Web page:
Ministers to look at ‘all options’ to stop P&O Ferries-style sackings

Government ministers have pledged to bring “a package of measures” to Parliament next week to try to prevent companies from following the example of P&O Ferries, which abruptly sacked almost 800 seafarers on March 17.

The company prompted outrage and fury with the summary dismissals of British workers, who are being replaced by agency staff on average hourly rates of £5.50.

Peter Hebblethwaite, P&O Ferries’ chief executive, admitted to MPs at a joint select committee hearing on Thursday (March 24) that the company knowingly broke the law by not consulting with unions before dismissing the staff.

Labour MP Ben Bradshaw asked ministers at the hearing: “The problem here is that this company has broken the law because it knows it can get away with it, because the legal remedies are capped. Are you going to do something about that?”

Maritime minister Robert Courts MP said: “We are looking to bring forward a package that will stop this situation from happening, to make sure people are treated with, not only the respect, but to give them the protection they deserve.

“I can’t go into the detail of what that might be at the moment. We’ll look at all options.”

Bradshaw also asked if an interim injunction can be issued, given the admission that P&O Ferries broke the law.

Paul Scully MP, minister for labour markets, said he could not pre-empt action that might be taken by the Insolvency Service which has been asked to investigate the matter.

More: Question marks emerge over PM’s claim that P&O Ferries broke law in sacking workers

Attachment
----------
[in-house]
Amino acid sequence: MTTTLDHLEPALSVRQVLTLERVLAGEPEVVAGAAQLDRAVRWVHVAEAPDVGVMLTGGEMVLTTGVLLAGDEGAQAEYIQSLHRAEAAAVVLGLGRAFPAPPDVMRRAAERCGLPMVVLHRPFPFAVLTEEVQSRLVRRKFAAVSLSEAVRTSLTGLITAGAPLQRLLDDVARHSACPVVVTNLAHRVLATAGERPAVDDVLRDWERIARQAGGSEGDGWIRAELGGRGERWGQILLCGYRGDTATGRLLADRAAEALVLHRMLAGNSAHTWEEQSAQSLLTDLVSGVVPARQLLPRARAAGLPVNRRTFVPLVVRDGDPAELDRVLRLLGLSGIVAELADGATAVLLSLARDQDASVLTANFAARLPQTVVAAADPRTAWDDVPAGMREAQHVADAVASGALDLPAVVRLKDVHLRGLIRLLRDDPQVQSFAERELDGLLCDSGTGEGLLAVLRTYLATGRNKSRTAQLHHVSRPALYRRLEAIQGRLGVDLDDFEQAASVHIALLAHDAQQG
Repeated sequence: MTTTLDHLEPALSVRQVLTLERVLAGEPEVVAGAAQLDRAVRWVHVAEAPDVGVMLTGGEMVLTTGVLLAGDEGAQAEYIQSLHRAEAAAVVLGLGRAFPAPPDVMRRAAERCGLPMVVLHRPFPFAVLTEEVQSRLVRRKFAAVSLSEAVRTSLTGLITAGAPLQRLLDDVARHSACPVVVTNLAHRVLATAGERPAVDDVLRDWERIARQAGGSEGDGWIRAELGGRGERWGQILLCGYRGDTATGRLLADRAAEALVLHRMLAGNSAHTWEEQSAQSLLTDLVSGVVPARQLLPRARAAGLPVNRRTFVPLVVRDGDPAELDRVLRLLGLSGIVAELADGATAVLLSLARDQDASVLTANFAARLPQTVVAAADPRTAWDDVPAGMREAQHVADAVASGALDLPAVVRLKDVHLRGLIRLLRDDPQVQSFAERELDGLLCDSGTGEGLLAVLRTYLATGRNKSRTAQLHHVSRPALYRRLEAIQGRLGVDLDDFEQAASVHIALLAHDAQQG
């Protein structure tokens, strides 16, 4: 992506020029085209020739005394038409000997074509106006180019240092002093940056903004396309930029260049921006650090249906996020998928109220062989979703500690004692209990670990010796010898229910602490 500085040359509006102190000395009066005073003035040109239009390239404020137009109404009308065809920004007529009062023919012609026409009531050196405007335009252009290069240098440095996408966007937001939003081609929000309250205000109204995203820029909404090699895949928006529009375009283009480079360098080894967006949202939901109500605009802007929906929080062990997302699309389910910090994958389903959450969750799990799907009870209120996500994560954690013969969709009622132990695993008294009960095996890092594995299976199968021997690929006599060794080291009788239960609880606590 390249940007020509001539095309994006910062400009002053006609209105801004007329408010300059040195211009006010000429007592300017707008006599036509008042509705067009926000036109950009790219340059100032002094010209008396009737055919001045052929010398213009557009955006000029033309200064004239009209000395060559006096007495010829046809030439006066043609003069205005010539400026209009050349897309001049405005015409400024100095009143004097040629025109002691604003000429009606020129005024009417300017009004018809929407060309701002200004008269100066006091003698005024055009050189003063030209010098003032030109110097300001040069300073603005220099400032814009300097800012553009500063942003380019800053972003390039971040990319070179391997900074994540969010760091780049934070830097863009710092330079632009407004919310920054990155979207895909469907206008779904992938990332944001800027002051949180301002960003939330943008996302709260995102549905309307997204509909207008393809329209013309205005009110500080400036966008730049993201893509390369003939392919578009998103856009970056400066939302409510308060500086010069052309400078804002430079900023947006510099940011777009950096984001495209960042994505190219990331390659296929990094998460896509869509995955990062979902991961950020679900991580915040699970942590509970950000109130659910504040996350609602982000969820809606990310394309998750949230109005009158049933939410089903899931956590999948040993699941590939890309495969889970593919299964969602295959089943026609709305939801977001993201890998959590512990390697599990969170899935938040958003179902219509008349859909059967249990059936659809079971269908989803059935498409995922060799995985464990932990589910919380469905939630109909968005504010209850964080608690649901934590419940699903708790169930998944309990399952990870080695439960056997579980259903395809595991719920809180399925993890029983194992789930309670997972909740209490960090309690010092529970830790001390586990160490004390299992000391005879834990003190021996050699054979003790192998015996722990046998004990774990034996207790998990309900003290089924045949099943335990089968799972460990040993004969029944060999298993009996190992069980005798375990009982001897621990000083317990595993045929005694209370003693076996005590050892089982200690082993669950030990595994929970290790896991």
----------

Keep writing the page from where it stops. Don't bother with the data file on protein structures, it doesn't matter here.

Boris Johnson says P&O Ferries sackings appear to have ‘broken the law’

P&O Ferries sackings ‘last resort’ to save company, boss insists

Huw Merriman MP, the chair of the transport committee, asked the ministers: “Have you considered an injunction; basically they have just told us they breached the law, they decided to do that. Have you assessed whether there are any powers that exist with the department lawyers to injunct them, to stop them breaking the law?”

Michael Warren, director of labour markets at the Department for Business, Energy and Industrial Strategy, said no powers to injunct have been discovered, which is why officials have asked the Insolvency Service to take a “full look” at the legal options based on their assessment of what laws have been broken or not.

Hebblethwaite had earlier told the committee that the average sacked seafarer salary was £36,000 and they will receive about £46,000 in compensation.

Scully pointed out that individual sacked workers and their representatives can approach tribunals over the dismissals, adding: “Some people may actually be satisfied with the enhanced offer.”

Courts said he had planned an introductory meeting with Hebblethwaite in February but the CEO had cancelled it and there had been no response to requests for alternative dates.

Another committee member, Andy McDonald MP, later tweeted: “I’ve never heard such farcical answers as those of the @POferries CEO. They expose how the system is totally skewed against working people. Thanks to such pitifully weak employment protections under this Conservative government, big bosses are able to get away with murder.”

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